There's a new way to find your co-workers -- and it's not over Slack or your company's kludgy in-house system. LinkedIn Corp. has released a new mobile app and site for professionals that allows them to search for, learn about and message colleagues, the company announced Wednesday.
The app, aptly called "Lookup," is a corporate directory focused on a user's specific company. LinkedIn Corp. (NASDAQ: LNKD) reported that about 30 percent of people who use the site for search will look up their colleagues. That trend, as well as a survey done in April that showed less than 40 percent of 814 professionals in the United States and Canada use their companies' own directories, inspired the creation of a new product -- LinkedIn's ninth app for smartphones.
While the LinkedIn site and main mobile app prioritizes connections that users have in common in search, Lookup surfaces only co-workers. The feature, available for iOS and desktop, works with any company that has an official LinkedIn page. LinkedIn users must sign in with their company email address -- that ties a user to his or her specific company page. With that distinction, Lookup users can then see anyone on the LinkedIn network who has that employer listed as their current job.
The page will display a user's name, title, past positions and skills, as it does in LinkedIn. It leaves out endorsements, recommendations and mutual connections, the Wall Street Journal reports. The Lookup page will include company email addresses and phone numbers, if a user so chooses. Lookup users also can chat within the app.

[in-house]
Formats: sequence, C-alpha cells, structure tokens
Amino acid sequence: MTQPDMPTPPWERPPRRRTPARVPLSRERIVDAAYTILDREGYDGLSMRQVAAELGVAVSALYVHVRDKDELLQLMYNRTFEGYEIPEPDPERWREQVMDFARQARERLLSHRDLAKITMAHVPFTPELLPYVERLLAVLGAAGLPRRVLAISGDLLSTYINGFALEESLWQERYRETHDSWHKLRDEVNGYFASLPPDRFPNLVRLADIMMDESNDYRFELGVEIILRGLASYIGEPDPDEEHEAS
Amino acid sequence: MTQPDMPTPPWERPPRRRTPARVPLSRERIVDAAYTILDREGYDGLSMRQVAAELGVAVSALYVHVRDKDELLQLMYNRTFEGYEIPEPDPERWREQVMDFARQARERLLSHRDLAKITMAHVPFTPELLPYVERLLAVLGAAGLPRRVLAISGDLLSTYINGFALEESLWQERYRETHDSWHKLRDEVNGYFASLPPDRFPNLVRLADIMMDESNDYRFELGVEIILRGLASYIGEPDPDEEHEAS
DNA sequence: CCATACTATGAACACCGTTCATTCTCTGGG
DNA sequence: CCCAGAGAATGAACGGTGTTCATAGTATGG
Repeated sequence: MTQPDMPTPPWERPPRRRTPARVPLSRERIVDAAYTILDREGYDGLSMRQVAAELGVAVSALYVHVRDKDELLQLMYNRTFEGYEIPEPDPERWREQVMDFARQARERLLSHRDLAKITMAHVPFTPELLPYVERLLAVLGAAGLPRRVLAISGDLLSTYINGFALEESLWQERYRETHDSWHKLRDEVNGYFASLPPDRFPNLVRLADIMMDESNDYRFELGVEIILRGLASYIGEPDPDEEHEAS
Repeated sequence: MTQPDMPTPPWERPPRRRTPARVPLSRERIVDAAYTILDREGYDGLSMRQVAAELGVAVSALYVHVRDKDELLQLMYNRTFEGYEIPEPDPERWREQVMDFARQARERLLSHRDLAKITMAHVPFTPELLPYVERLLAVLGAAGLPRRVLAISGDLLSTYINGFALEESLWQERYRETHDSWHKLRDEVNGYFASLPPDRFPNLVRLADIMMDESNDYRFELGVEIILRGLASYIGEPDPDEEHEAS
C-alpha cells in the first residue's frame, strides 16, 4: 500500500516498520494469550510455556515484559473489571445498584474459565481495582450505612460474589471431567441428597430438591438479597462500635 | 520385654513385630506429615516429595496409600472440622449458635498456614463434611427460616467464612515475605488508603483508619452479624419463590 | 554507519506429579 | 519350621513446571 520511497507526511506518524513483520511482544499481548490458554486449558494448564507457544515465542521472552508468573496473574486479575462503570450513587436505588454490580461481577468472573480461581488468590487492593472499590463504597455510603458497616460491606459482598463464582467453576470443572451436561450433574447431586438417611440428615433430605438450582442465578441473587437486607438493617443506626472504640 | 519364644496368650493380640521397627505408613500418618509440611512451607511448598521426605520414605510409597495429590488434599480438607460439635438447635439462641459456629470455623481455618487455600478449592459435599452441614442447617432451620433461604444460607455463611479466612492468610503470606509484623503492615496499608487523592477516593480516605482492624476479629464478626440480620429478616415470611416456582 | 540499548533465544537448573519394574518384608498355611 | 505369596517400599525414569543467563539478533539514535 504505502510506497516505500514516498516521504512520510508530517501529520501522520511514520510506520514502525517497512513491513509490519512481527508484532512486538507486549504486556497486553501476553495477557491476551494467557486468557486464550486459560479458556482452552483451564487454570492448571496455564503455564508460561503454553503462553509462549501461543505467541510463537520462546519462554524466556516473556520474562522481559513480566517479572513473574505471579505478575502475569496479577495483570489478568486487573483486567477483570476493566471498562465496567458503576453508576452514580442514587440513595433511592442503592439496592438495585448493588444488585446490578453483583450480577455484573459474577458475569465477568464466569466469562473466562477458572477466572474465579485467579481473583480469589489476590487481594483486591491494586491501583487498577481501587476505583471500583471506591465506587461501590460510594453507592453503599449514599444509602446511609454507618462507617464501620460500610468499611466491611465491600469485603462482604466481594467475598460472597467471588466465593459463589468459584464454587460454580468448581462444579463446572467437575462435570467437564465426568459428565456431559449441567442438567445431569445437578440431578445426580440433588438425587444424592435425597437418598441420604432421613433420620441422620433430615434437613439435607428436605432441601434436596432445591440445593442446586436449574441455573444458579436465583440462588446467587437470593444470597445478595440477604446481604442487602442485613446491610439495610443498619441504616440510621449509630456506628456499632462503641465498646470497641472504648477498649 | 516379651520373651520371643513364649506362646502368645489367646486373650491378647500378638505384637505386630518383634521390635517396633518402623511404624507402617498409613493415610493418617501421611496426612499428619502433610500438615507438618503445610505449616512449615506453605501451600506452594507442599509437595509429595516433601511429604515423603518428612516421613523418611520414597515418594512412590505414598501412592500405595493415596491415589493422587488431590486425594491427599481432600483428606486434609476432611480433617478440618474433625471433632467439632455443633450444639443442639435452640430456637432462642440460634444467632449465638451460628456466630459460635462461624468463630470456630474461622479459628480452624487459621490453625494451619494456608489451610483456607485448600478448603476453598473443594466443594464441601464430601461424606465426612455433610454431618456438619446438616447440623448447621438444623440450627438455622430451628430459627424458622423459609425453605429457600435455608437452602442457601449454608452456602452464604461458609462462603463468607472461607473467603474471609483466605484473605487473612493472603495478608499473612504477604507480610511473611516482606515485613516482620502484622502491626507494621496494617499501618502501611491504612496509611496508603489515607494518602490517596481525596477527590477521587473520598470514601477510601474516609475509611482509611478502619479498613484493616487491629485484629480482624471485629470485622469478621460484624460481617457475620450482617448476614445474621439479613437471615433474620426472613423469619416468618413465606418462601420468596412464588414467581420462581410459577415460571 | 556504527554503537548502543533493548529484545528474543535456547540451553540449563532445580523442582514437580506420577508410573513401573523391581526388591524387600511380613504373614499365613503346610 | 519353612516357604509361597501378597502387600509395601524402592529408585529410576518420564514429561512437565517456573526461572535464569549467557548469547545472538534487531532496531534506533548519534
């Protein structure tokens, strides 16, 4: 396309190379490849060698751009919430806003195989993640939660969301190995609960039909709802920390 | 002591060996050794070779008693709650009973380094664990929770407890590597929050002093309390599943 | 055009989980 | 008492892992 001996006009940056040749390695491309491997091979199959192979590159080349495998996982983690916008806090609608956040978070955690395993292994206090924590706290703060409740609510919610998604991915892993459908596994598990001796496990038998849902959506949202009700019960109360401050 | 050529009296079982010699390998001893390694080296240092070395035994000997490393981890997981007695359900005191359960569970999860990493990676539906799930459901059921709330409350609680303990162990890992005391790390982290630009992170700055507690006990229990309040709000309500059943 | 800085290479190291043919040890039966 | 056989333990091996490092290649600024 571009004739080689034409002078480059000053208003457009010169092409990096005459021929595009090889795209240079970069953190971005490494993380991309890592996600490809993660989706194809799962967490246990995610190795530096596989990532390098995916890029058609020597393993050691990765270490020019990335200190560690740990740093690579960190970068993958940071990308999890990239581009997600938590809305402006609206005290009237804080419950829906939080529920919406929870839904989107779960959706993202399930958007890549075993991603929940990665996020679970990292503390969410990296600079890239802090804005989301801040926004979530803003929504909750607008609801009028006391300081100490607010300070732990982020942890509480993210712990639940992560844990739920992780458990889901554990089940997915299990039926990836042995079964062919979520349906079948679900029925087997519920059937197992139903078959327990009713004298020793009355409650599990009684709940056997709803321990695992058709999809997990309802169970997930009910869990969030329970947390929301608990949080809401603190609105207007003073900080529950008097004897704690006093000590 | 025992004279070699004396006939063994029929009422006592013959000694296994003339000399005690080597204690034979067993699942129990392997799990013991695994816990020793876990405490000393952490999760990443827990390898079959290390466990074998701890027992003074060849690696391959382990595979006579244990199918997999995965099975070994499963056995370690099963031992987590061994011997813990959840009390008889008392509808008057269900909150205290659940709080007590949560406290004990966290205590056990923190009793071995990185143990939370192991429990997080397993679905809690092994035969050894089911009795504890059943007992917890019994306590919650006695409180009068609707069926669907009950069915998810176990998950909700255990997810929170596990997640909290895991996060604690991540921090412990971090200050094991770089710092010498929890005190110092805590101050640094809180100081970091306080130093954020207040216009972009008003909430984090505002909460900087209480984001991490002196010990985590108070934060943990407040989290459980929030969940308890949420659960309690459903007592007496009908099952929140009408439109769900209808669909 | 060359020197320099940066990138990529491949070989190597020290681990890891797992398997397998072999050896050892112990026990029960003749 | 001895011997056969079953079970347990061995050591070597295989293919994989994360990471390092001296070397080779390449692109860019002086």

LinkedIn is advertising Lookup as the "fastest way to find and learn about your coworkers," as listed on the product's Web page. With Lookup, users can search by a co-worker's name, title, company division or skills. One use for the app, emphasized by LinkedIn, is to find a colleague to help you with a project based on their listed skills or expertise. "We want to help you find and learn about each other because we believe that will make you more productive," Ankit Gupta, a senior product manager at LinkedIn, told Business Insider.
Lookup may not be the most conducive to small businesses and startups with few employees, but LinkedIn's new feature could be adopted at larger corporations for projects that stretch across departments. Many of these companies do, however, have their own internal systems.
But as LinkedIn research showed, not all of them are well-liked. Slack, an office messaging app, has proved that a more attractive interface and easy usability can support quick adoption by even wealthy and established Fortune 500 companies. Valued at $2.8 billion, Slack "may finally sink email," the New York Times predicted. Microsoft, IBM and several other vendors also are targeting the workplace collaboration market.
As to LinkedIn's growth, Lookup follows the company's continued push toward mobile products. Mobile now accounts for 52 percent of overall traffic, LinkedIn reported. The company reported $712 million in revenue last quarter, beating analysts expectations, and its new apps have been met with high interest. LinkedIn Job Search, released in March, had 2 million downloads between April and July.